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An excerpt from www.HouseOfNames.com archives copyright 2000 - 2018


The Greneton surname comes from the Old French word "grand," which in turn comes from the Latin "grandis," meaning "large" or "tall." As such, Greneton is though to have was originally been a nickname for a large or tall person, which later became a surname. There is also a village of Lagrand in the Department of Hautes Alpes that dates from early times; some instances of this surname may have come from the name of this village.

Greneton Early Origins



The surname Greneton was first found in Burgundy (French: Bourgogne), an administrative and historical region of east-central France where this eminent family held a family seat from very early times.

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Greneton Spelling Variations


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Greneton Spelling Variations



Spelling variations of this family name include: Grand, Grands, Grande, Grandes, Gron, Gronde, Grons, Grondes, Legrand, Legrands, Legrande, Legrandes, Legron, Legronde, Legrons and many more.

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Greneton Early History


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Greneton Early History



This web page shows only a small excerpt of our Greneton research. Another 305 words (22 lines of text) covering the years 1521, 1545, 1555, 1560, 1572, 1582, 1598, 1626, 1655, 1669, 1789, and 1815 are included under the topic Early Greneton History in all our PDF Extended History products and printed products wherever possible.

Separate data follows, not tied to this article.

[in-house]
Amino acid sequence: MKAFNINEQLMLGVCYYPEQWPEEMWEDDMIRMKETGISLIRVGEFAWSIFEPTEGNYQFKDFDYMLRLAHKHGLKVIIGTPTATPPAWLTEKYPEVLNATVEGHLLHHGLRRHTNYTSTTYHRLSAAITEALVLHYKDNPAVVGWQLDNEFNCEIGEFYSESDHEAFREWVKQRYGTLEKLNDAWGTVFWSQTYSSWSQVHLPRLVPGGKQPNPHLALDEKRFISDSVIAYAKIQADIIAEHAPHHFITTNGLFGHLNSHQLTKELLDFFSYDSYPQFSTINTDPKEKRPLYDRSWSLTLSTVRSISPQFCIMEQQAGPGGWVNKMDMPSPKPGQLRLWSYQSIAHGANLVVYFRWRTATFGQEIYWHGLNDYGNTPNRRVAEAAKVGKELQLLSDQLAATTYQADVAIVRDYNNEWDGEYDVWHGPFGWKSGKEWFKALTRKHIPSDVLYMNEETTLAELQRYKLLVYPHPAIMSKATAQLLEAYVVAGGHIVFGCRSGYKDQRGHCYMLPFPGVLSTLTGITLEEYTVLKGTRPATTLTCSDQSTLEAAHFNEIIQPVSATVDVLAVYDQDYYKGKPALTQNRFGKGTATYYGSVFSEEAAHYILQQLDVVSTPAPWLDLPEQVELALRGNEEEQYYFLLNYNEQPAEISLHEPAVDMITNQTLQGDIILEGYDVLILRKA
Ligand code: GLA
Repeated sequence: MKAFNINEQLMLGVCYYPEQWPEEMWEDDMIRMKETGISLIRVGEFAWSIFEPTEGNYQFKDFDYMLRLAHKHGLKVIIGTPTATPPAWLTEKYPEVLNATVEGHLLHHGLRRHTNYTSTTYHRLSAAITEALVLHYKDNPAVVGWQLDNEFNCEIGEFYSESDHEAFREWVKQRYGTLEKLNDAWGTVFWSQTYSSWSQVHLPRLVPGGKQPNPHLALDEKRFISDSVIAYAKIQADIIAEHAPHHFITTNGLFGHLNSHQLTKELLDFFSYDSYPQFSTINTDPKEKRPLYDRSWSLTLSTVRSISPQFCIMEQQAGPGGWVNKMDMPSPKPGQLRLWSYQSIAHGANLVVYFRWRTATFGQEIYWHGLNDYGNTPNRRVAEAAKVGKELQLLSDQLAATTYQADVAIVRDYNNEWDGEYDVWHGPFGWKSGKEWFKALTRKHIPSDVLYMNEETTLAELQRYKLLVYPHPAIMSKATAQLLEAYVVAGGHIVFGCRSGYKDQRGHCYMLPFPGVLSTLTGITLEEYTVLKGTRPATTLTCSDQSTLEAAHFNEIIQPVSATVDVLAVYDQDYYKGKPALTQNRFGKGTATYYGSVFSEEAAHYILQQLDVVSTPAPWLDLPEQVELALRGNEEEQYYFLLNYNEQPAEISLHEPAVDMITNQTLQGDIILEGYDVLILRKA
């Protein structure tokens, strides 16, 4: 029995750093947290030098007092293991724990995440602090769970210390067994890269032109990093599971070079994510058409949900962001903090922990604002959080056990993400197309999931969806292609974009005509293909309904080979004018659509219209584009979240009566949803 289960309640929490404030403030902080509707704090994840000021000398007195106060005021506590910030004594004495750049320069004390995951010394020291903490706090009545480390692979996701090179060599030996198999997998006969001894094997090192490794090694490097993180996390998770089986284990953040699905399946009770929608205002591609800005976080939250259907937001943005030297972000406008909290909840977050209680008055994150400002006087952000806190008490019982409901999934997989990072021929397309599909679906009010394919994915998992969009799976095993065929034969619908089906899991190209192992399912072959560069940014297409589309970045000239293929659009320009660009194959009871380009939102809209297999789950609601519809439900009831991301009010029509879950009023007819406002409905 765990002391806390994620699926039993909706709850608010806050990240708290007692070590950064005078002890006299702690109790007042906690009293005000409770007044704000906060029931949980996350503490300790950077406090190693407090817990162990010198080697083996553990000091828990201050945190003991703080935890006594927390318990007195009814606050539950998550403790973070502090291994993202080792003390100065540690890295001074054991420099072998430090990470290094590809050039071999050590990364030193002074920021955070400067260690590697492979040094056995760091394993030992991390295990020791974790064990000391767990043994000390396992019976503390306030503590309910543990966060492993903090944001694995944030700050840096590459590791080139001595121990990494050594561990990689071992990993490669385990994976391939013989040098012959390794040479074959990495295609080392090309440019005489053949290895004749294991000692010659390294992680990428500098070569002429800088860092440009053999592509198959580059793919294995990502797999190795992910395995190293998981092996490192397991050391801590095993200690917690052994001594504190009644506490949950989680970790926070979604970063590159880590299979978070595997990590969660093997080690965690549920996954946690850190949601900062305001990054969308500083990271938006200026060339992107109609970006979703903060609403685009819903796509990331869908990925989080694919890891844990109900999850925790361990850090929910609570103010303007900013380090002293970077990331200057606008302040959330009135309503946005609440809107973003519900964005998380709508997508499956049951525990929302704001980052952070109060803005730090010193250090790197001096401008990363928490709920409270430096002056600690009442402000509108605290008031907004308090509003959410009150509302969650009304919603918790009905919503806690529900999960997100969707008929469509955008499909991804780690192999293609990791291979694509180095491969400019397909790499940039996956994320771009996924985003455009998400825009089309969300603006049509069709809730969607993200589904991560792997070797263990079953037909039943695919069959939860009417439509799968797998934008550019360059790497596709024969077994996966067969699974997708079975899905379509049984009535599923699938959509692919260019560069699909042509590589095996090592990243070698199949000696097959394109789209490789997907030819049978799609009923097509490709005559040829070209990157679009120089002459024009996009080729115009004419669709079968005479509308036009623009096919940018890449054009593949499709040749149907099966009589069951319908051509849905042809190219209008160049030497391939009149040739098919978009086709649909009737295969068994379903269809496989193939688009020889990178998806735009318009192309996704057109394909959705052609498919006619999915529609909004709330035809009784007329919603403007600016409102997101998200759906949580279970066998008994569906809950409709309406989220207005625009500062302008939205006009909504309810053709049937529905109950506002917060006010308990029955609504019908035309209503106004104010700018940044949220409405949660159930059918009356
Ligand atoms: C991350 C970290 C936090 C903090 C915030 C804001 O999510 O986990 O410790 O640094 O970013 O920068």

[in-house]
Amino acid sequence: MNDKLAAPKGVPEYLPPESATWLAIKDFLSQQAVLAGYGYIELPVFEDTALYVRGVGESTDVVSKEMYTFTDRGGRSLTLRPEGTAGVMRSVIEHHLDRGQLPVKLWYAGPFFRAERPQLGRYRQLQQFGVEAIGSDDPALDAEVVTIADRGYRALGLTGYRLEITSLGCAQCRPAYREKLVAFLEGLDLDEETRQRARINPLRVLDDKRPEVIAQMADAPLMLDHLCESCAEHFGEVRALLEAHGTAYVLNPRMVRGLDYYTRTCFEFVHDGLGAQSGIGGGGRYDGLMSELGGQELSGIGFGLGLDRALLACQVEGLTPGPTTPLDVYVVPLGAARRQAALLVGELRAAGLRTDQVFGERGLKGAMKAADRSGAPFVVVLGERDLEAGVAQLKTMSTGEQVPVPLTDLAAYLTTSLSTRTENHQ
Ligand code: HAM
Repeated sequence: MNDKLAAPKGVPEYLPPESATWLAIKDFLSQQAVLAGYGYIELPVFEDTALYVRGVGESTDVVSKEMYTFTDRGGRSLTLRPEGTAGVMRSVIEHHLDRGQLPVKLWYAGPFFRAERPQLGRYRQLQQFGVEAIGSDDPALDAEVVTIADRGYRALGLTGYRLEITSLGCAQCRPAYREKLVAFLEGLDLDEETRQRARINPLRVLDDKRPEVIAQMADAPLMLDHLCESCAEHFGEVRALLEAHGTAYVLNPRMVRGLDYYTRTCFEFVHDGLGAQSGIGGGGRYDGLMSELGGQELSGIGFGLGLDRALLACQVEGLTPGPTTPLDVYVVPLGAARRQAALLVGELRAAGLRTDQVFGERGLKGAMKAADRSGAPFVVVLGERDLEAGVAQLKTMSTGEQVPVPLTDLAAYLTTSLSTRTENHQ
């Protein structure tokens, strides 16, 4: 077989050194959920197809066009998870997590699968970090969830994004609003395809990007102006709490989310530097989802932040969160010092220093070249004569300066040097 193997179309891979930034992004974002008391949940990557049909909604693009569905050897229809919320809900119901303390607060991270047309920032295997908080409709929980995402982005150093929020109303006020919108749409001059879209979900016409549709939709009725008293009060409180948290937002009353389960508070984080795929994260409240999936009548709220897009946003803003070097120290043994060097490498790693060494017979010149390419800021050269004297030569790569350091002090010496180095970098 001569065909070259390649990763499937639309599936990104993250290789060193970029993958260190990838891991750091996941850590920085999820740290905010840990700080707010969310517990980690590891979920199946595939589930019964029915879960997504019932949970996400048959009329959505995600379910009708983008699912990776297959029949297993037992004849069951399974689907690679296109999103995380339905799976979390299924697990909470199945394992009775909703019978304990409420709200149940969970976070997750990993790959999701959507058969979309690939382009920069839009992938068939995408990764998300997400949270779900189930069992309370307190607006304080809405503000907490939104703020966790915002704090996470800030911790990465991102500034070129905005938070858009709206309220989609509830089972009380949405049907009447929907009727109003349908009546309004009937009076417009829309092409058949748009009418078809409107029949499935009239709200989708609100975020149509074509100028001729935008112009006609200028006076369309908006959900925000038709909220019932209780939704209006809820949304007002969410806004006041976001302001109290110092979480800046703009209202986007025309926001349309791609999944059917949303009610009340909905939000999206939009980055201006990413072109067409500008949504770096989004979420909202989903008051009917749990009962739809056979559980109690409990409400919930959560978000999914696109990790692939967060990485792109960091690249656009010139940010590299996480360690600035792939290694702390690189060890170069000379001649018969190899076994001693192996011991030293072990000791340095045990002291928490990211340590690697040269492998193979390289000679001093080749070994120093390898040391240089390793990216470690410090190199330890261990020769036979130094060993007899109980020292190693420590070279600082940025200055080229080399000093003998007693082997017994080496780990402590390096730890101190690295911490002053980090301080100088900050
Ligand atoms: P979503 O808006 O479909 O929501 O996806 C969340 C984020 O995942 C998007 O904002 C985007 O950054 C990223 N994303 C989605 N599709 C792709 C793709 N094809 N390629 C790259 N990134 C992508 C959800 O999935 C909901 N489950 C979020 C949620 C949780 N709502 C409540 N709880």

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Greneton Early Notables (pre 1700)


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Greneton Early Notables (pre 1700)



Another 31 words (2 lines of text) are included under the topic Early Greneton Notables in all our PDF Extended History products and printed products wherever possible.

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The Great Migration


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The Great Migration



Some of the first settlers of this family name or some of its variants were: John Grand, who settled in Virginia in 1650; Joost Grand, who settled in the New Netherlands in 1662; Mary Grand, who settled in Virginia in 1639; Richard Grand, who settled in St. Christopher in 1654.

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Motto


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Motto



The motto was originally a war cry or slogan. Mottoes first began to be shown with arms in the 14th and 15th centuries, but were not in general use until the 17th century. Thus the oldest coats of arms generally do not include a motto. Mottoes seldom form part of the grant of arms: Under most heraldic authorities, a motto is an optional component of the coat of arms, and can be added to or changed at will; many families have chosen not to display a motto.

Motto: In variis nunquam varius
Motto Translation: Never varied in various


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Greneton Family Crest Products


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Greneton Family Crest Products




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See Also


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See Also



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